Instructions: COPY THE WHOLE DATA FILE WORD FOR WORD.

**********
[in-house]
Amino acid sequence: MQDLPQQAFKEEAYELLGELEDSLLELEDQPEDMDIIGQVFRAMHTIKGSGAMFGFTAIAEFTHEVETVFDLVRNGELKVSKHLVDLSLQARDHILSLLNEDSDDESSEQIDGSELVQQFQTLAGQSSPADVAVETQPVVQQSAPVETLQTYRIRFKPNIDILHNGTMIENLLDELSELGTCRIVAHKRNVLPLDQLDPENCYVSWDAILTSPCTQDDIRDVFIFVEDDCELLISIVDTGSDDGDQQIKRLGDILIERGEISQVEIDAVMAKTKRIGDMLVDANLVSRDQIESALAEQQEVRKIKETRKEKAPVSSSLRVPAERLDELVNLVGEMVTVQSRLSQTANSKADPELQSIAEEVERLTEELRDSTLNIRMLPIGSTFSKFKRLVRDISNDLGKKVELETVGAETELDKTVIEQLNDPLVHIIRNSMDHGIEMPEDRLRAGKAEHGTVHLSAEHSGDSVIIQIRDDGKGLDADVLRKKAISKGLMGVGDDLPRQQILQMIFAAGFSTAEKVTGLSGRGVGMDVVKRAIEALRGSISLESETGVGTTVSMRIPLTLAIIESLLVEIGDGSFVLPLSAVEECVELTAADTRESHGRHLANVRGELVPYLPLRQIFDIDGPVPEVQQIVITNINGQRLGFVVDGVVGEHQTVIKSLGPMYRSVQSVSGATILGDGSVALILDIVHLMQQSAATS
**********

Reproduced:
[in-house]
Amino acid sequence: MQDLPQQAFKEEAYELLGELEDSLLELEDQPEDMDIIGQVFRAMHTIKGSGAMFGFTAIAEFTHEVETVFDLVRNGELKVSKHLVDLSLQARDHILSLLNEDSDDESSEQIDGSELVQQFQTLAGQSSPADVAVETQPVVQQSAPVETLQTYRIRFKPNIDILHNGTMIENLLDELSELGTCRIVAHKRNVLPLDQLDPENCYVSWDAILTSPCTQDDIRDVFIFVEDDCELLISIVDTGSDDGDQQIKRLGDILIERGEISQVEIDAVMAKTKRIGDMLVDANLVSRDQIESALAEQQEVRKIKETRKEKAPVSSSLRVPAERLDELVNLVGEMVTVQSRLSQTANSKADPELQSIAEEVERLTEELRDSTLNIRMLPIGSTFSKFKRLVRDISNDLGKKVELETVGAETELDKTVIEQLNDPLVHIIRNSMDHGIEMPEDRLRAGKAEHGTVHLSAEHSGDSVIIQIRDDGKGLDADVLRKKAISKGLMGVGDDLPRQQILQMIFAAGFSTAEKVTGLSGRGVGMDVVKRAIEALRGSISLESETGVGTTVSMRIPLTLAIIESLLVEIGDGSFVLPLSAVEECVELTAADTRESHGRHLANVRGELVPYLPLRQIFDIDGPVPEVQQIVITNINGQRLGFVVDGVVGEHQTVIKSLGPMYRSVQSVSGATILGDGSVALILDIVHLMQQSAATS